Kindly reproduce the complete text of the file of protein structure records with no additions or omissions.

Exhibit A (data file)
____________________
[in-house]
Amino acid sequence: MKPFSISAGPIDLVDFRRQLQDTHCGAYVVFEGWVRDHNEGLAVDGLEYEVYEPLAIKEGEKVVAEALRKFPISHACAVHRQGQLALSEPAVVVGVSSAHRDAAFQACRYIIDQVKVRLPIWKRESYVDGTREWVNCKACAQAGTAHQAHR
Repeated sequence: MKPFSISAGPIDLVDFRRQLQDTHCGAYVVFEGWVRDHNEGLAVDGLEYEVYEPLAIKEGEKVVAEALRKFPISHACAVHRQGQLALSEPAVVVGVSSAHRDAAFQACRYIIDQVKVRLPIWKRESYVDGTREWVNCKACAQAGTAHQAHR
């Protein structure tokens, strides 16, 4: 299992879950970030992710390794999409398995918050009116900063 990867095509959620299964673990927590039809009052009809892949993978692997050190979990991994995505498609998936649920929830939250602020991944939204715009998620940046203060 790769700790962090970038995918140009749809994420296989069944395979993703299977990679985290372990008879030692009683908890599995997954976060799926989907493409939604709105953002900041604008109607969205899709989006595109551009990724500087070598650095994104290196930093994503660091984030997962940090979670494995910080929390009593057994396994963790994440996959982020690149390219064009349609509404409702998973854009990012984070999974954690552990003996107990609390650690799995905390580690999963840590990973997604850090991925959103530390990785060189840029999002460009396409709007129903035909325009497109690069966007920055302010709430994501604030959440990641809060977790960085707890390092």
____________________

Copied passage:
[in-house]
Amino acid sequence: MKPFSISAGPIDLVDFRRQLQDTHCGAYVVFEGWVRDHNEGLAVDGLEYEVYEPLAIKEGEKVVAEALRKFPISHACAVHRQGQLALSEPAVVVGVSSAHRDAAFQACRYIIDQVKVRLPIWKRESYVDGTREWVNCKACAQAGTAHQAHR
Repeated sequence: MKPFSISAGPIDLVDFRRQLQDTHCGAYVVFEGWVRDHNEGLAVDGLEYEVYEPLAIKEGEKVVAEALRKFPISHACAVHRQGQLALSEPAVVVGVSSAHRDAAFQACRYIIDQVKVRLPIWKRESYVDGTREWVNCKACAQAGTAHQAHR
């Protein structure tokens, strides 16, 4: 299992879950970030992710390794999409398995918050009116900063 990867095509959620299964673990927590039809009052009809892949993978692997050190979990991994995505498609998936649920929830939250602020991944939204715009998620940046203060 790769700790962090970038995918140009749809994420296989069944395979993703299977990679985290372990008879030692009683908890599995997954976060799926989907493409939604709105953002900041604008109607969205899709989006595109551009990724500087070598650095994104290196930093994503660091984030997962940090979670494995910080929390009593057994396994963790994440996959982020690149390219064009349609509404409702998973854009990012984070999974954690552990003996107990609390650690799995905390580690999963840590990973997604850090991925959103530390990785060189840029999002460009396409709007129903035909325009497109690069966007920055302010709430994501604030959440990641809060977790960085707890390092």